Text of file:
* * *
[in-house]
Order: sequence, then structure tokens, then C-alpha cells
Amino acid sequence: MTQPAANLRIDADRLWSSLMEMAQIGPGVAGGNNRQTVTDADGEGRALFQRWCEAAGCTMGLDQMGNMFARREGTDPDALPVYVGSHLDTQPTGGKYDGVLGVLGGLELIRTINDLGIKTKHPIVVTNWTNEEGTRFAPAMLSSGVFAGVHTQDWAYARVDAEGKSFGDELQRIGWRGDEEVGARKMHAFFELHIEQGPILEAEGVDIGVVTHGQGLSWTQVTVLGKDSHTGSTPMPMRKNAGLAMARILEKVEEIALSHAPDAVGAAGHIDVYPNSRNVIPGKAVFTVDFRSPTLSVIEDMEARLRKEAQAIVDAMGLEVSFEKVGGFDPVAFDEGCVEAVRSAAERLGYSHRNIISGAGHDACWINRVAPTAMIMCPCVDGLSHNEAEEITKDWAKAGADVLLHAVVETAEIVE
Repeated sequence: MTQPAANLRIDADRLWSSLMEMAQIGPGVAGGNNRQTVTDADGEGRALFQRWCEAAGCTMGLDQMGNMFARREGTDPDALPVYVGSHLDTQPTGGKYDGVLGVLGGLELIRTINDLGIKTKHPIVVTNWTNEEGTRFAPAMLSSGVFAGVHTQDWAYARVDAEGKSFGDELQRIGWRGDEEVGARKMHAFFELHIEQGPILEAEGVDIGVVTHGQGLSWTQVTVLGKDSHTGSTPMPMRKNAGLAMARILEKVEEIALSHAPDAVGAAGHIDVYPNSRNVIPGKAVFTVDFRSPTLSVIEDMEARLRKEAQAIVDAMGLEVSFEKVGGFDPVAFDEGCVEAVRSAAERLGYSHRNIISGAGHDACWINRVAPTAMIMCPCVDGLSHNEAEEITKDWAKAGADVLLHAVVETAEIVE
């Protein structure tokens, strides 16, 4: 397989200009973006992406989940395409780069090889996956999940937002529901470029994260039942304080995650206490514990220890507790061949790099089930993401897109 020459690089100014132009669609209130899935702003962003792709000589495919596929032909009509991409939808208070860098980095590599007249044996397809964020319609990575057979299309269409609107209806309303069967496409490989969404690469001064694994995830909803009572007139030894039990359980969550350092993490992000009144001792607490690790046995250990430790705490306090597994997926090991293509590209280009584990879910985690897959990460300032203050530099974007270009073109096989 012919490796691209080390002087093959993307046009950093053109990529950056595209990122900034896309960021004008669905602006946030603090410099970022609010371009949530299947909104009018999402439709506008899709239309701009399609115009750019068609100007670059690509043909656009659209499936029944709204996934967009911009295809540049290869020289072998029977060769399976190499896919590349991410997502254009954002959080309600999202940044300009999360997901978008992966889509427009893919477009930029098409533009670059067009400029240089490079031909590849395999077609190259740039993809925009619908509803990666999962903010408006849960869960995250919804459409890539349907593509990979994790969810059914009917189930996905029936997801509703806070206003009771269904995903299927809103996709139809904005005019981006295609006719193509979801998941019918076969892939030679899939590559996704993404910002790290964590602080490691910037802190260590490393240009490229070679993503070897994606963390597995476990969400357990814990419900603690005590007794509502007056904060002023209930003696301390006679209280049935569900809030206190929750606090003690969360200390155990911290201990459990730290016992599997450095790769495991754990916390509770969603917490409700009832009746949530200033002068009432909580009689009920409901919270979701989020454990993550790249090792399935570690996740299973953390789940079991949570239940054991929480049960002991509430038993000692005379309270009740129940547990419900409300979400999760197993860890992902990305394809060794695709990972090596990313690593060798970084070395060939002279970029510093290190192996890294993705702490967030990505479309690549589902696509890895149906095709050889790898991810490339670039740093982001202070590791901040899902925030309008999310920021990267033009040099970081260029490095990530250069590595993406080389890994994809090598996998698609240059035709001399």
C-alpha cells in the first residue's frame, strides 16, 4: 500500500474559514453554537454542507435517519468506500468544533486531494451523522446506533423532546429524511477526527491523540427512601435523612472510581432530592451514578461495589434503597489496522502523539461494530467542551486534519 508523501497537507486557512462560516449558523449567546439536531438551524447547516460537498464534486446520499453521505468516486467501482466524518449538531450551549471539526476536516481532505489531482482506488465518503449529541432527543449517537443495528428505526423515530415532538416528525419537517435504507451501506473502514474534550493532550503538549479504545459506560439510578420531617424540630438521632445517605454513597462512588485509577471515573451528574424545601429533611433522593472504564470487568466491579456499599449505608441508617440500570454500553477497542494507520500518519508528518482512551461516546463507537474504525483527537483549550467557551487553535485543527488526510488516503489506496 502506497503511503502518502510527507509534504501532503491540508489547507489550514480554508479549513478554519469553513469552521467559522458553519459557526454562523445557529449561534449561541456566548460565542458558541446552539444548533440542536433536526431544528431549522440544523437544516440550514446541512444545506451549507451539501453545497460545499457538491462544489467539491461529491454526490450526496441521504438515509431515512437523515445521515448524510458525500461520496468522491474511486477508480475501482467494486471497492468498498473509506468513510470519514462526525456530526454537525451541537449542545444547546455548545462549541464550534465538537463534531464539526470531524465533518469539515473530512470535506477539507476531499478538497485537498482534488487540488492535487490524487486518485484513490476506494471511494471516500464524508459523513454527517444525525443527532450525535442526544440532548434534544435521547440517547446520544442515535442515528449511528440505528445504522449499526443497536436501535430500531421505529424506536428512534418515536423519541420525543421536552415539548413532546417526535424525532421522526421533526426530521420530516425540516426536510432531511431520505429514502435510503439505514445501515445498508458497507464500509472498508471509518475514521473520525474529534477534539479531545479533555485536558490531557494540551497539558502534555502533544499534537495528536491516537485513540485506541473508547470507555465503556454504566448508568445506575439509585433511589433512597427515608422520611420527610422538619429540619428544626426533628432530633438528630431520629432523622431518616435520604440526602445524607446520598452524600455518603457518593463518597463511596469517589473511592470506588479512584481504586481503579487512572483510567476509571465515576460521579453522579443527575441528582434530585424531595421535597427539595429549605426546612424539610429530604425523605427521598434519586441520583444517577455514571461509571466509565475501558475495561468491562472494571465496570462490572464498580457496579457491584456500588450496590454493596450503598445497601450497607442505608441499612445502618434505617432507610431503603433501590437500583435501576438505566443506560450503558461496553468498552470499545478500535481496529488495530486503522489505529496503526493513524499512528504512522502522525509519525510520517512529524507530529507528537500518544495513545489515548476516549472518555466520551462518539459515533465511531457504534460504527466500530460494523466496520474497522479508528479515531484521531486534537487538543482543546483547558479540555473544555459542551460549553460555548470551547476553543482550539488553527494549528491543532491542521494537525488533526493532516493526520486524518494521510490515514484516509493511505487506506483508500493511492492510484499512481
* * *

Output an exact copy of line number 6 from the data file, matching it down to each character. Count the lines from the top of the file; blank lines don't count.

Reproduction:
C-alpha cells in the first residue's frame, strides 16, 4: 500500500474559514453554537454542507435517519468506500468544533486531494451523522446506533423532546429524511477526527491523540427512601435523612472510581432530592451514578461495589434503597489496522502523539461494530467542551486534519 508523501497537507486557512462560516449558523449567546439536531438551524447547516460537498464534486446520499453521505468516486467501482466524518449538531450551549471539526476536516481532505489531482482506488465518503449529541432527543449517537443495528428505526423515530415532538416528525419537517435504507451501506473502514474534550493532550503538549479504545459506560439510578420531617424540630438521632445517605454513597462512588485509577471515573451528574424545601429533611433522593472504564470487568466491579456499599449505608441508617440500570454500553477497542494507520500518519508528518482512551461516546463507537474504525483527537483549550467557551487553535485543527488526510488516503489506496 502506497503511503502518502510527507509534504501532503491540508489547507489550514480554508479549513478554519469553513469552521467559522458553519459557526454562523445557529449561534449561541456566548460565542458558541446552539444548533440542536433536526431544528431549522440544523437544516440550514446541512444545506451549507451539501453545497460545499457538491462544489467539491461529491454526490450526496441521504438515509431515512437523515445521515448524510458525500461520496468522491474511486477508480475501482467494486471497492468498498473509506468513510470519514462526525456530526454537525451541537449542545444547546455548545462549541464550534465538537463534531464539526470531524465533518469539515473530512470535506477539507476531499478538497485537498482534488487540488492535487490524487486518485484513490476506494471511494471516500464524508459523513454527517444525525443527532450525535442526544440532548434534544435521547440517547446520544442515535442515528449511528440505528445504522449499526443497536436501535430500531421505529424506536428512534418515536423519541420525543421536552415539548413532546417526535424525532421522526421533526426530521420530516425540516426536510432531511431520505429514502435510503439505514445501515445498508458497507464500509472498508471509518475514521473520525474529534477534539479531545479533555485536558490531557494540551497539558502534555502533544499534537495528536491516537485513540485506541473508547470507555465503556454504566448508568445506575439509585433511589433512597427515608422520611420527610422538619429540619428544626426533628432530633438528630431520629432523622431518616435520604440526602445524607446520598452524600455518603457518593463518597463511596469517589473511592470506588479512584481504586481503579487512572483510567476509571465515576460521579453522579443527575441528582434530585424531595421535597427539595429549605426546612424539610429530604425523605427521598434519586441520583444517577455514571461509571466509565475501558475495561468491562472494571465496570462490572464498580457496579457491584456500588450496590454493596450503598445497601450497607442505608441499612445502618434505617432507610431503603433501590437500583435501576438505566443506560450503558461496553468498552470499545478500535481496529488495530486503522489505529496503526493513524499512528504512522502522525509519525510520517512529524507530529507528537500518544495513545489515548476516549472518555466520551462518539459515533465511531457504534460504527466500530460494523466496520474497522479508528479515531484521531486534537487538543482543546483547558479540555473544555459542551460549553460555548470551547476553543482550539488553527494549528491543532491542521494537525488533526493532516493526520486524518494521510490515514484516509493511505487506506483508500493511492492510484499512481